From paints to plastics, chemical shortage is igniting prices – Daily News
By PAUL WISEMAN and TOM KRISHER
In an economy shattered by the coronavirus, shortages and price spikes have affected everything from wood to computer chips. Even the toilet paper did not escape.
Today, they are cutting one of the humblest but most vital links in the global manufacturing supply chain: plastic granules that go into a vast universe of products ranging from grain bags to medical devices, from automobile interiors to bicycle helmets.
Like other manufacturers, petrochemical companies have been rocked by the pandemic and the way consumers and businesses have responded to it. Yet petrochemicals, which are made from petroleum, have also encountered their own problems, one after another: an abnormal winter freeze in Texas. Love at first sight in Louisiana. Hurricanes along the Gulf Coast.
All of them conspired to disrupt production and raise prices.
“There is nothing wrong,” said Jeremy Pafford, North American market development manager at Independent Commodity Intelligence Services (CIHI), which analyzes the energy and chemicals markets. “It’s kinda crazy, something’s wrong, it works out, then something else happens. And so it has been since the start of the pandemic.
The price of polyvinyl chloride or PVC, used for pipes, medical devices, credit cards, vinyl records and more, has climbed 70%. The price of epoxy resins, used for coatings, adhesives and paints, has climbed 170%. Ethylene – arguably the world’s most important chemical, used in everything from food packaging to antifreeze to polyester – has jumped 43%, according to figures from CIHI.
The root of the problem has become familiar in the 18 months since the pandemic triggered a brief but brutal recession: As the economy slumped into virtual paralysis, petrochemical producers, like manufacturers of all types, have scaled back their production. So they were caught off guard when the unexpected happened: the economy quickly rebounded and consumers, filled with money from government humanitarian aid and savings reserves, started spending with it again. amazing speed and vigor.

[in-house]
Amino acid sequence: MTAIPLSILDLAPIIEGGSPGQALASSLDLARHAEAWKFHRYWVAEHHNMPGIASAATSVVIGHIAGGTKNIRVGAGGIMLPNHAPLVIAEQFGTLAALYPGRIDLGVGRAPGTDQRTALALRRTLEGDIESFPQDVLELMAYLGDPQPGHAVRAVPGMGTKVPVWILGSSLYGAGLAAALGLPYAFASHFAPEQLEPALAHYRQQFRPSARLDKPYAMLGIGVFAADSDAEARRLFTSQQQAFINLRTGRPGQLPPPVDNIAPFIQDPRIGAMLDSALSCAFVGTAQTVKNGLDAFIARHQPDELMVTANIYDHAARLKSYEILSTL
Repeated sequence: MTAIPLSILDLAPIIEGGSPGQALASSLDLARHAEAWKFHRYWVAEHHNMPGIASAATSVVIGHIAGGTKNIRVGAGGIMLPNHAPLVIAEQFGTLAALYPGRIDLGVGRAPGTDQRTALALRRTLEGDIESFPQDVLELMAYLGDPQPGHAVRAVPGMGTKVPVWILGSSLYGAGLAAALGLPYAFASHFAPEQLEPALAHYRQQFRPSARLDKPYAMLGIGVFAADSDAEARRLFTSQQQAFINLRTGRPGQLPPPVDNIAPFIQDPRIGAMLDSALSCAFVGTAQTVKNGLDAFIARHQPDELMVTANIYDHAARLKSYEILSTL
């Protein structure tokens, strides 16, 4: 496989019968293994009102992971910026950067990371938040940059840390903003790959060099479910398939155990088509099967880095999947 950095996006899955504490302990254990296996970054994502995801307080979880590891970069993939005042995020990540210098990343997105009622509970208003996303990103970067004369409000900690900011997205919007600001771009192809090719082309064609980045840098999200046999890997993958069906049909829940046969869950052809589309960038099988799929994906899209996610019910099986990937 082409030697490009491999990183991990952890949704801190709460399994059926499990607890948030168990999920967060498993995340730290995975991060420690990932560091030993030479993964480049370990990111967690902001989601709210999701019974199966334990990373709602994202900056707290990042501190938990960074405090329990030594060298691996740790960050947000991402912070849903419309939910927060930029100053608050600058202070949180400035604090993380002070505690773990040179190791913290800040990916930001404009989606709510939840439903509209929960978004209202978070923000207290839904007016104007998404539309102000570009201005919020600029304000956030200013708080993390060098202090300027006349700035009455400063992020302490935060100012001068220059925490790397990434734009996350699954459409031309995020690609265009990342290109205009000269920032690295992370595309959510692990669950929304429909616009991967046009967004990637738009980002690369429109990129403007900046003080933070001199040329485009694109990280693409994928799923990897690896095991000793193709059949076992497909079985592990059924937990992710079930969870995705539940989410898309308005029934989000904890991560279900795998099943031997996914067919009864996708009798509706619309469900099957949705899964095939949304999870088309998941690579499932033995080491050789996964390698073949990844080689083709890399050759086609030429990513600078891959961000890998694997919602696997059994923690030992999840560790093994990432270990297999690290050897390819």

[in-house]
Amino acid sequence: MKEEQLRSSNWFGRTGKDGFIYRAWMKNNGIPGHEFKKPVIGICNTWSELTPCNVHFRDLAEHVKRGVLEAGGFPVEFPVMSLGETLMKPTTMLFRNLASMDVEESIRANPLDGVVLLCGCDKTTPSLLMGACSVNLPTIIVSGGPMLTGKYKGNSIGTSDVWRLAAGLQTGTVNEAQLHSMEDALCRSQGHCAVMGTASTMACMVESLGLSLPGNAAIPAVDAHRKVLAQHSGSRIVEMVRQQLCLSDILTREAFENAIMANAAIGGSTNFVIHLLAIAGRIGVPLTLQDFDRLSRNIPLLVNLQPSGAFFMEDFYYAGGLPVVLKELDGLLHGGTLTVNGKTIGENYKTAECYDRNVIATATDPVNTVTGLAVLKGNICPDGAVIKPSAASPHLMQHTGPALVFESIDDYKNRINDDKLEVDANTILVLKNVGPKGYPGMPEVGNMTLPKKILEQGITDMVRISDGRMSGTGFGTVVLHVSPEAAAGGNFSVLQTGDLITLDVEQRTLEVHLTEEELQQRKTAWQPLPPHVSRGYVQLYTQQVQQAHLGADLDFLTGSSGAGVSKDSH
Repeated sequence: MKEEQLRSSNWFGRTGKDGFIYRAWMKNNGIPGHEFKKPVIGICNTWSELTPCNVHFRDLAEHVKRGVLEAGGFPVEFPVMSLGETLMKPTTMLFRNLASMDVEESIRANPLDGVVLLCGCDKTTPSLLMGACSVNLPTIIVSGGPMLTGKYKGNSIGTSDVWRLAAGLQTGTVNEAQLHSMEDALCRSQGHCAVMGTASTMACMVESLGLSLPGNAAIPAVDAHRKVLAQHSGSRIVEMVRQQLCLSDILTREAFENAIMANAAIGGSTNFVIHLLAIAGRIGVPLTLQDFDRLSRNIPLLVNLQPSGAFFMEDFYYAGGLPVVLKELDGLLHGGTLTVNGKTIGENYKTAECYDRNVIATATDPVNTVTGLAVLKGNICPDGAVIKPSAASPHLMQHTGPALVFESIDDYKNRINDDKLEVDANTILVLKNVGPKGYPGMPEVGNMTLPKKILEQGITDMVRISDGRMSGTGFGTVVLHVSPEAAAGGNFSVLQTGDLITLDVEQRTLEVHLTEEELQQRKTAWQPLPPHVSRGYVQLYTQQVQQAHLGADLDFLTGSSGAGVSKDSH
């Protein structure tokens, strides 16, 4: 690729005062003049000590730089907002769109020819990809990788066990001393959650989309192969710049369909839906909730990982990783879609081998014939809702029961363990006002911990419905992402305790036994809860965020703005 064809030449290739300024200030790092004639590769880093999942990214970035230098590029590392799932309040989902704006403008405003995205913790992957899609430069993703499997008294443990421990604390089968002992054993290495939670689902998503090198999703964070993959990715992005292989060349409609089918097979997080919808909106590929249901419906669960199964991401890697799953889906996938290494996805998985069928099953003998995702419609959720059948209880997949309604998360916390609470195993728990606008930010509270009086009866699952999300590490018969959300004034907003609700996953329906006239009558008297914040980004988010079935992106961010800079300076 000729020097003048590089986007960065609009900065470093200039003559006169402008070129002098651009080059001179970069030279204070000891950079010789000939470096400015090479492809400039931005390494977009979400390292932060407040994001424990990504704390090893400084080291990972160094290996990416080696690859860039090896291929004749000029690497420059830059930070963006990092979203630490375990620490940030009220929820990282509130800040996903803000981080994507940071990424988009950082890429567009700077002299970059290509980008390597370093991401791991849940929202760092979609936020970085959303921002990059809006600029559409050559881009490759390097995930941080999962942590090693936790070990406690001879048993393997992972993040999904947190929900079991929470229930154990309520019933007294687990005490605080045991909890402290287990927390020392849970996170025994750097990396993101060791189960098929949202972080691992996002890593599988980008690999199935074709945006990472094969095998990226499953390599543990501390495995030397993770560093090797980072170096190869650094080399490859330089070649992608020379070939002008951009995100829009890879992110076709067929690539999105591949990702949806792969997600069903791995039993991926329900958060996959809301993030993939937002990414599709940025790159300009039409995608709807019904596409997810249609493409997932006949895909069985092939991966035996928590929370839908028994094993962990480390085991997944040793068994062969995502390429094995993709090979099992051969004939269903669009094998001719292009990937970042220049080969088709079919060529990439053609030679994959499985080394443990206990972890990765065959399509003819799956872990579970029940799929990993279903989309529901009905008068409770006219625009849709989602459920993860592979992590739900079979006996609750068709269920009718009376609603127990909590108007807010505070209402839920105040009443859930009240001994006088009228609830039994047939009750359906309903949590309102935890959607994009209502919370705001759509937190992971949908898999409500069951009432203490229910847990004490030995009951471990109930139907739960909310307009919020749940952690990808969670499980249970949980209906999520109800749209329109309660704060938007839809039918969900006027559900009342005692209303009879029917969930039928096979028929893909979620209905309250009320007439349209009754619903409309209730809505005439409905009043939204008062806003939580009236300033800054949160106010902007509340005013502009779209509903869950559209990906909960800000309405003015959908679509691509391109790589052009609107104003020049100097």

Suddenly, companies were scrambling to acquire raw materials and spare parts to meet rising orders. Panic buying exacerbated shortages as businesses rushed to stock up while they could.
“It’s such a bizarre scenario,” said Hassan Ahmed, chemical analyst at Alembic Global Advisors, a research firm. “The stocks are thin and the supply is low. Demand will exceed growth in supply.
Amid tight supply and growing demand, a series of events hit Pafford as Murphy’s Law in action: Everything that could go wrong did. In 2020, Hurricanes Laura and Zeta hit Louisiana, a hub for petrochemical production.
Then, in February, a winter storm hit Texas, with its many petroleum refining and chemical manufacturing facilities. Millions of households and businesses, including chemical factories, have lost electricity and heat. The pipes froze. More than 100 people died.
A lightning strike in July temporarily closed a plant in Lake Charles, Louisiana, which manufactures polypropylene, used in consumer packaging and automotive manufacturing.
The industry was just starting to recover when Hurricane Ida hit the Gulf Coast in August, again damaging refineries and chemical plants. As if that weren’t enough, Tropical Storm Nicholas caused flooding.
“Some of these downstream petrochemical plants in the Gulf Coast regions are still closed due to Hurricane Ida,” said Bridgette Budhlall, professor of plastics engineering at the University of Massachusetts-Lowell.
“Everything about basic chemicals – they’ve had one hell of a year,” said Tom Derry, CEO of the Institute for Supply Management, an association of purchasing managers.
“It has been the most difficult year for logistics and supply chain managers,” said Pafford. “They always say that the most stressful job in the world is to be an air traffic controller at any airport… I would venture to say that being in charge of the supply chain is this – or worse – this. year.”
Ford Motor Co., hampered by an industry-wide shortage of computer chips, is also lacking other parts, some made from petrochemicals.
“I think we should expect, as business leaders, to continue to have supply chain issues for the foreseeable future,” CEO Jim Farley said in an interview with The Associated Press.
Shortages are slowing production at two major paint manufacturers, Sherwin-Williams and PPG. Both have raised their prices and lowered their sales forecasts, saying the prospects for further supply remain dim.